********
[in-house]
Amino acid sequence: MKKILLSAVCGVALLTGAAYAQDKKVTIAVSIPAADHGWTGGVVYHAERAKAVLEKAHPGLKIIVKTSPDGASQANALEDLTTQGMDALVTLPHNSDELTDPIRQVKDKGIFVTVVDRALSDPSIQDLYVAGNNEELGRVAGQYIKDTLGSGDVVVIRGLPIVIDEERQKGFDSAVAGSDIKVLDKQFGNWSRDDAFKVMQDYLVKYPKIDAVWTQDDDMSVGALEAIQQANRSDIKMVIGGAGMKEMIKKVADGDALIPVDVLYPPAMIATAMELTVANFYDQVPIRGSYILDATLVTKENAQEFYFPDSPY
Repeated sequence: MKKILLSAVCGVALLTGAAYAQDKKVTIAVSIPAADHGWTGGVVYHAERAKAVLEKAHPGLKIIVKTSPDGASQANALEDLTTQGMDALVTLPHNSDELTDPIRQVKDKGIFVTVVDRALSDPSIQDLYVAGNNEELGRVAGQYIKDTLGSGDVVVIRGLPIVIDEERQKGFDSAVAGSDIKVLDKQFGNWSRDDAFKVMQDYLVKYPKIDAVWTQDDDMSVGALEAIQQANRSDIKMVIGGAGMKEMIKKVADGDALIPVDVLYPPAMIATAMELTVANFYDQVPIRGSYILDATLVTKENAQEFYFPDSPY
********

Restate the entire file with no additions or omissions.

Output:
[in-house]
Amino acid sequence: MKKILLSAVCGVALLTGAAYAQDKKVTIAVSIPAADHGWTGGVVYHAERAKAVLEKAHPGLKIIVKTSPDGASQANALEDLTTQGMDALVTLPHNSDELTDPIRQVKDKGIFVTVVDRALSDPSIQDLYVAGNNEELGRVAGQYIKDTLGSGDVVVIRGLPIVIDEERQKGFDSAVAGSDIKVLDKQFGNWSRDDAFKVMQDYLVKYPKIDAVWTQDDDMSVGALEAIQQANRSDIKMVIGGAGMKEMIKKVADGDALIPVDVLYPPAMIATAMELTVANFYDQVPIRGSYILDATLVTKENAQEFYFPDSPY
Repeated sequence: MKKILLSAVCGVALLTGAAYAQDKKVTIAVSIPAADHGWTGGVVYHAERAKAVLEKAHPGLKIIVKTSPDGASQANALEDLTTQGMDALVTLPHNSDELTDPIRQVKDKGIFVTVVDRALSDPSIQDLYVAGNNEELGRVAGQYIKDTLGSGDVVVIRGLPIVIDEERQKGFDSAVAGSDIKVLDKQFGNWSRDDAFKVMQDYLVKYPKIDAVWTQDDDMSVGALEAIQQANRSDIKMVIGGAGMKEMIKKVADGDALIPVDVLYPPAMIATAMELTVANFYDQVPIRGSYILDATLVTKENAQEFYFPDSPY